We currently live in what is often termed the information age. Aided by new and emerging technologies, data are being collected at unprecedented rates in all walks of life. For example, in the field of surveying, total station instruments, global navigation satellite systems (GNSSs) equipment, digital metric cameras, laser-scanning systems, LiDAR, mobile mapping systems, and satellite imaging systems are only some of the new instruments that are now available for rapid generation of vast quantities of observational data.
Geographic information systems (GISs) have evolved concurrently with the development of these new data acquisition instruments. GISs are now used extensively for management, planning, and design. They are being applied worldwide at all levels of government, in business and industry, by public utilities, and in private engineering and surveying offices. Implementation of a GIS depends on large quantities of data from a variety of sources, many of them consisting of observations made with the new instruments such as those noted above and others collected by instruments no longer used in practice.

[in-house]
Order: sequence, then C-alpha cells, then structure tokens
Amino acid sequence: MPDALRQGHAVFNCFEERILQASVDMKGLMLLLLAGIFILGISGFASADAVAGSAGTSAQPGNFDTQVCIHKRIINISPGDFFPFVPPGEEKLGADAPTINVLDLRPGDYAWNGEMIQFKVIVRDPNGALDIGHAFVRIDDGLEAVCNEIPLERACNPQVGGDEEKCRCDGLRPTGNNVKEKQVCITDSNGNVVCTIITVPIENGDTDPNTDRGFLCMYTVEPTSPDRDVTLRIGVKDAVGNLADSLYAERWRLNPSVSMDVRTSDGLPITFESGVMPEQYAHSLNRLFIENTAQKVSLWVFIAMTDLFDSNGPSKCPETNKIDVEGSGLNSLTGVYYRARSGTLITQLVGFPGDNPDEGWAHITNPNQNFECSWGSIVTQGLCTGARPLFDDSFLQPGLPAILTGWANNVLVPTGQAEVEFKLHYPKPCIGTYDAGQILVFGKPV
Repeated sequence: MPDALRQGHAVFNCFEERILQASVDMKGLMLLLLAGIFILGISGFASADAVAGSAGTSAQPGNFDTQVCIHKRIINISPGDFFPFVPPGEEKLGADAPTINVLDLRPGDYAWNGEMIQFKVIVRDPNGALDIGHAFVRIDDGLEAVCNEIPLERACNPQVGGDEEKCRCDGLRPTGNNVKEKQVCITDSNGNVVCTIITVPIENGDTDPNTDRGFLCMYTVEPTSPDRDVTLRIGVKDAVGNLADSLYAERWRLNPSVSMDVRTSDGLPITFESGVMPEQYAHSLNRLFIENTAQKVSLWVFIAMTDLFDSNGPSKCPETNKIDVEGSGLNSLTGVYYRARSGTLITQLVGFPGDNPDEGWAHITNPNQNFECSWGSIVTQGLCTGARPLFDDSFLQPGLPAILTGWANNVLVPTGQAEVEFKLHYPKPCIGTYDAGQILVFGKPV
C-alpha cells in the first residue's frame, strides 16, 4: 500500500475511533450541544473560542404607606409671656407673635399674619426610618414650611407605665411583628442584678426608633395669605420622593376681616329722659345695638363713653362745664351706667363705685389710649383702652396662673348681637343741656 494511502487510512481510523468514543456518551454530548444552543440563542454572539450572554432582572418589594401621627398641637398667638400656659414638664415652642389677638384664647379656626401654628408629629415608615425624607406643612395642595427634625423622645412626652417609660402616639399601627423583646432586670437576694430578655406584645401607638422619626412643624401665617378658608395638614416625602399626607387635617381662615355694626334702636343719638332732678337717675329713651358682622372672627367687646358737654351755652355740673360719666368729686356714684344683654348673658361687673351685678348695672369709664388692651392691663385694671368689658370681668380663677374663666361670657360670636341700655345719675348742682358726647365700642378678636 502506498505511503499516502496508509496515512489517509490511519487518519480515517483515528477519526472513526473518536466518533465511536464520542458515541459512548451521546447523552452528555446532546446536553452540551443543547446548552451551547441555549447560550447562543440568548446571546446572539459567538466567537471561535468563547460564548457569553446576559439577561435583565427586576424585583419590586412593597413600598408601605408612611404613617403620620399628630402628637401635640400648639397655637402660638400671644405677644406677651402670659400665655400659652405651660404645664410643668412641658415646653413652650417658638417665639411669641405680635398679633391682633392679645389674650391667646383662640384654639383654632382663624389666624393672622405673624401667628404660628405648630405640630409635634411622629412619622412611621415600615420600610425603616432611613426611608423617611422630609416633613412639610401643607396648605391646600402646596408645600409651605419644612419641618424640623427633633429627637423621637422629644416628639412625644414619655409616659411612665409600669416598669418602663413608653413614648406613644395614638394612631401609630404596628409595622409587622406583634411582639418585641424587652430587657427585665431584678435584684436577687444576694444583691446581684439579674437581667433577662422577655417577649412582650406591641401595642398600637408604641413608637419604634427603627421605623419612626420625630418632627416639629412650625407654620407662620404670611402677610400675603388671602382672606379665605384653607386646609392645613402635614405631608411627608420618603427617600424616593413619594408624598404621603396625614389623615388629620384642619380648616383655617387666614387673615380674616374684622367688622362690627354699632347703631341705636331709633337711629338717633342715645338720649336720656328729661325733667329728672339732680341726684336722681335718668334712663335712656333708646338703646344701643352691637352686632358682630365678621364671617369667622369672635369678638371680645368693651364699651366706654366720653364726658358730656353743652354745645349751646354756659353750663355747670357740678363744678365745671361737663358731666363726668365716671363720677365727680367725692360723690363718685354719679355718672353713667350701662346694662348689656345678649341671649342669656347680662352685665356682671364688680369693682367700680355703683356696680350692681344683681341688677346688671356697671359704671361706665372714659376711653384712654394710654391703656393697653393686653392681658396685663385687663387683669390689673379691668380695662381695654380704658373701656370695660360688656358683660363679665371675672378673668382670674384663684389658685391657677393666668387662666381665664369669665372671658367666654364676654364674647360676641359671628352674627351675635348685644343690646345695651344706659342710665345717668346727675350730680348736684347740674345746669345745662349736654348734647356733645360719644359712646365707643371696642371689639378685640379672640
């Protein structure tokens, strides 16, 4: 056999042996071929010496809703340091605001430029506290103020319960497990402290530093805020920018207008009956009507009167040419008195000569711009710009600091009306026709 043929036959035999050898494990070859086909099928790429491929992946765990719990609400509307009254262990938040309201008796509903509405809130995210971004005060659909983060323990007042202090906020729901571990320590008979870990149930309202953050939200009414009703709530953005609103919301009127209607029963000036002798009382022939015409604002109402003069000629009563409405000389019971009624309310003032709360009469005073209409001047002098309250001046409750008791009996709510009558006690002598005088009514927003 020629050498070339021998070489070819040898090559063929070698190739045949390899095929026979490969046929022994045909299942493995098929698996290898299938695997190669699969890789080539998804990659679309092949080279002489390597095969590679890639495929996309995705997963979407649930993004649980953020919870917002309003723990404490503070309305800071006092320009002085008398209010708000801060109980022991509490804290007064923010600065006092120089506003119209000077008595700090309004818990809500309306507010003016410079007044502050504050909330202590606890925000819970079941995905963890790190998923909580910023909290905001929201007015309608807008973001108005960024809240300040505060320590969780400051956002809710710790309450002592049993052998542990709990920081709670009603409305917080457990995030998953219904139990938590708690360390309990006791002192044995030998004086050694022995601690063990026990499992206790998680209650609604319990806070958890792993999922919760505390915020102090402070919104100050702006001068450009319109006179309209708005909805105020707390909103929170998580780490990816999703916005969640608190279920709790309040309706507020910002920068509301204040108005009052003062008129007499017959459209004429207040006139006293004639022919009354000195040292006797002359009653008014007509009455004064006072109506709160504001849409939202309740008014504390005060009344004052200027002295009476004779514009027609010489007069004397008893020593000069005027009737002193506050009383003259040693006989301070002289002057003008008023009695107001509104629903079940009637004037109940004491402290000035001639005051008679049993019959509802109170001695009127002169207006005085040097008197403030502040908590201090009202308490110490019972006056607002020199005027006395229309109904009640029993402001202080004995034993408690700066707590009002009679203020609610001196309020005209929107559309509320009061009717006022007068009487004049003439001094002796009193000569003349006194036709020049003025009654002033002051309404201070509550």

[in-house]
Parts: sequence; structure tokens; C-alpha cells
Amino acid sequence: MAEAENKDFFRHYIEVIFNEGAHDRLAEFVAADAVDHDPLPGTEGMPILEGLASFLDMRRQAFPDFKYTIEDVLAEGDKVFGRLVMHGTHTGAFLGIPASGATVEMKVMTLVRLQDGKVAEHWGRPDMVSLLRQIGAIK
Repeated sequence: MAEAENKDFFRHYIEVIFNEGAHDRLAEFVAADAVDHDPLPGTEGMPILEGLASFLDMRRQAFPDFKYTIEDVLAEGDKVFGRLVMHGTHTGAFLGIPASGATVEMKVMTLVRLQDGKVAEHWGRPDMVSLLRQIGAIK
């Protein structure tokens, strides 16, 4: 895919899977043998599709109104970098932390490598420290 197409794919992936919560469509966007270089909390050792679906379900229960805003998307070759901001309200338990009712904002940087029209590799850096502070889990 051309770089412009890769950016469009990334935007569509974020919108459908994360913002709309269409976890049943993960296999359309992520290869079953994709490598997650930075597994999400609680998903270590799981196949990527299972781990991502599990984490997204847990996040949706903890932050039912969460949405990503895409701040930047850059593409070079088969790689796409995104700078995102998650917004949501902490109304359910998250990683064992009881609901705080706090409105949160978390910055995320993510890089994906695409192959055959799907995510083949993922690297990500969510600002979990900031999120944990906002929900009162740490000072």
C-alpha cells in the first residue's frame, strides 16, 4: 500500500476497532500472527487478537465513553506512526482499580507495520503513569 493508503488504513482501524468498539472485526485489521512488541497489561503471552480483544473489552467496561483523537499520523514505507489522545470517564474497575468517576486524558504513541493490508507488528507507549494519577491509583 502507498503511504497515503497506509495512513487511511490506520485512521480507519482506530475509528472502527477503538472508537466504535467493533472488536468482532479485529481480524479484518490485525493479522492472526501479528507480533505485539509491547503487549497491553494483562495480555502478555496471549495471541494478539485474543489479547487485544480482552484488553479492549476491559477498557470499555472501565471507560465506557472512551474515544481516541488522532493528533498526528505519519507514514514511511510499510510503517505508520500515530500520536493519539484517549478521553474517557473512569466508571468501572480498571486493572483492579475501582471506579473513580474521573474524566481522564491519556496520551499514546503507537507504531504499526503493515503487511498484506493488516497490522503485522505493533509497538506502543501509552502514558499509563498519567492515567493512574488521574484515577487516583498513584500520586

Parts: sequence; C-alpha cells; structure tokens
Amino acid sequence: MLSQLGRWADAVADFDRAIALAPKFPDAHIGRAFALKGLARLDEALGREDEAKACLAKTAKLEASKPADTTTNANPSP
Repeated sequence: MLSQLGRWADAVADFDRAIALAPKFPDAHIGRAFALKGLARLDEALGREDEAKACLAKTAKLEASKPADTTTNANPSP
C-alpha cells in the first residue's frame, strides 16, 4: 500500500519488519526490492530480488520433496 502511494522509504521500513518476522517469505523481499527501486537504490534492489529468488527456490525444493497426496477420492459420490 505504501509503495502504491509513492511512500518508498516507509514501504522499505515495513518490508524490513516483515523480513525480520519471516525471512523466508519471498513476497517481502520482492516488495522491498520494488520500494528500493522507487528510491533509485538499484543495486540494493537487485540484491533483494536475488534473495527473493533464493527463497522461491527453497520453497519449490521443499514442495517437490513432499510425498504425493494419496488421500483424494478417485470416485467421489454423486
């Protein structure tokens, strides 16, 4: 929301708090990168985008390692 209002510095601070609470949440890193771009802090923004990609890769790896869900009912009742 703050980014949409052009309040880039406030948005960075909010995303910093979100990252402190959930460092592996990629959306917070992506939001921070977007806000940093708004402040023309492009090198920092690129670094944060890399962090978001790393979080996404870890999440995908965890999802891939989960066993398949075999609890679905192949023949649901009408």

However, before data can be utilized whether for surveying and mapping projects, for engineering design, or for use in a geographic information system, they must be processed. One of the most important aspects of this is to account ...